FOREIGN companies are trying to secure 70-year leasing rights to more than 300,000
hectares of Cambodian land for agricultural projects.
The companies are being charged a top rate of $10 a hectare per year for the best
land, down to $2 a hectare or less - even free -for more isolated blocks.
So far only two of the 37 applications have been approved by the government and both
are expected to begin soon after the election.
The projects are being put forward by Taiwanese, Malaysian and mainland Chinese businesses.
They want to grow cash crops such as coffee, cashew nuts, rubber, tea, fruit, rice
Deputy director of the Agriculture Ministry's department of planning and co-operation,
Kith Seng, said in addition to the officially approved projects there have been two
others operating illegally.
Their future is unclear.
He said the main problem with the projects was finding the massive amounts of land
being asked for.
He said with that in mind they have introduced a series of incentives for companies
to create their developments in isolated areas.
The leasing fees are initially dependant on the quality of the land.
There are four categories ranging from the most fertile to the least.
The fees can then be adjusted, with discounts for land in isolated provinces such
Further discounts are then offered if there is little surrounding infrastructure
Many NGOs are concerned at the prospect of substantial amounts of land being given
over to plantation farming.
The largest project to be approved so far is for a Chinese company from the Guangxi
Zhuang Autonomous Region.
Described by the Chinese news agency Xinhua as China's "biggest agricultural
project" outside the mainland, the Guangxi project team first asked to lease
23,330 hectares of land in Kampong Speu.
So far 18,000 hectares has been "secured" from the present landowners and
approved by the government. A further application has been made for the rest.
An official from the Ministry of Agriculture said that the company's original plan
would have involved leasing and clearing a section of Bokor National Park, a move
the government rejected.
The land will be planted primarily in eucalyptus and sugar cane.
However, one local commune chief has criticized the plan, saying the first he heard
of the project was when company signs started going up on commune land.
He said that his commune had not been consulted, nor had local people been paid for
A land rights expert said this was symptomatic of the problems of large scale plantations
in a country with an unworkable land law.
The land rights expert said until problems with titling and transfer of ownership
are solved the poor are going to lose their land to the rich and powerful.
Meanwhile there are also doubts over the viability of plantation farming. One NGO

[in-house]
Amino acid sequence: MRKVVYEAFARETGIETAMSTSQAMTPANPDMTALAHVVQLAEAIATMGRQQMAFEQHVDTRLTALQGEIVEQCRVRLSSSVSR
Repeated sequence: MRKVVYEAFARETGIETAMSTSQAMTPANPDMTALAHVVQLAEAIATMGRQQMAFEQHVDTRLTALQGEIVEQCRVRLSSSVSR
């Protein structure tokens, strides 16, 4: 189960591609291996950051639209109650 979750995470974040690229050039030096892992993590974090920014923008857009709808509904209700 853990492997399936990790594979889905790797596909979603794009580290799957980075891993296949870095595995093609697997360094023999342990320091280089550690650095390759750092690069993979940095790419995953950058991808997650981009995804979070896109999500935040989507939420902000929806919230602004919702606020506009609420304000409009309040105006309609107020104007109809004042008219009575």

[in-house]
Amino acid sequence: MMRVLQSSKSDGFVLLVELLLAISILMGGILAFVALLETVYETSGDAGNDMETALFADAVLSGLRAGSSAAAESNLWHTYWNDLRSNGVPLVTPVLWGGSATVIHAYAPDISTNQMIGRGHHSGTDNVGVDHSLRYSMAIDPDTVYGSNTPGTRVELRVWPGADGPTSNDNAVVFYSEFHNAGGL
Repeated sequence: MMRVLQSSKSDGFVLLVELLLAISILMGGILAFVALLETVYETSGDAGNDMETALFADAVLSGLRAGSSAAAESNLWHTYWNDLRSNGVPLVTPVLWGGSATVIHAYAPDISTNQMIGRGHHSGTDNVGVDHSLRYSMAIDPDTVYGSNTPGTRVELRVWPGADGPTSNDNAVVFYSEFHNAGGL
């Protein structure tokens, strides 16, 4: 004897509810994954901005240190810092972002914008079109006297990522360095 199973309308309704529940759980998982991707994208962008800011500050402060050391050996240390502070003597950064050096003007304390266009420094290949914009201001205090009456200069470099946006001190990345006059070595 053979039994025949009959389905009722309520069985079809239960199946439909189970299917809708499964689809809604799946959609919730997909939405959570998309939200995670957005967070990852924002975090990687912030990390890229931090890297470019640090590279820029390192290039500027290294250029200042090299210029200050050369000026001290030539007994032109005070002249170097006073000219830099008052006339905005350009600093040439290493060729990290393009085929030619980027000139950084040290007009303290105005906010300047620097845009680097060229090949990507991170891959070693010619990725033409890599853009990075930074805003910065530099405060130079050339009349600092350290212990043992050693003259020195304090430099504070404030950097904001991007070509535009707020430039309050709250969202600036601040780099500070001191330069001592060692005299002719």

report pointed out that palm oil plantations did not provide employment for those
dispossessed of their land, who in turn had no means to earn money or to grow food.
There is also concern that plants like eucalyptus deplete the soil, leaving it infertile.
Based on the experiences of similar plantation projects in Ratanakiri, one NGO worker
wondered whether companies seriously wanted to get involved in agriculture.
She said that there were indications it was simply a back-door way of securing land
that could later be sold or sub-leased for a substatial profit.
A Ministry of Agriculture official said that the companies will have to employ local
labor, although they may bring in their own experts.
He also said that any company breaching their agreement would have their concession
cancelled and would not be paid compensation.
Company officials have been reluctant to discuss details of the project, saying that
they would rather wait till the second application has been heard before going public.
A spokesman for the Chinese Embassy said he had little knowledge of the project but
said as a matter of policy "the Chinese government encouraged overseas investment".
This is not the first attempt by the Chinese to secure a large block of land in Cambodia.
In 1994 there was a proposal put forward for exactly the same quantity of land to
build an entire Chinese city.
The $1 billion proposal, which was eventually vetoed by Hun Sen, would have seen
a 20 square kilometer area of land next to Phnom Penh turned into a city for 200,000
The proposal went through the Cambodian Developement Council who decided it was too
political, referring it instead to the Council of Ministers.
The proposal was rejected.
The CDC says that at this stage there are no plans to resurrect the city proposal,
though sources say the project is still "kicking around".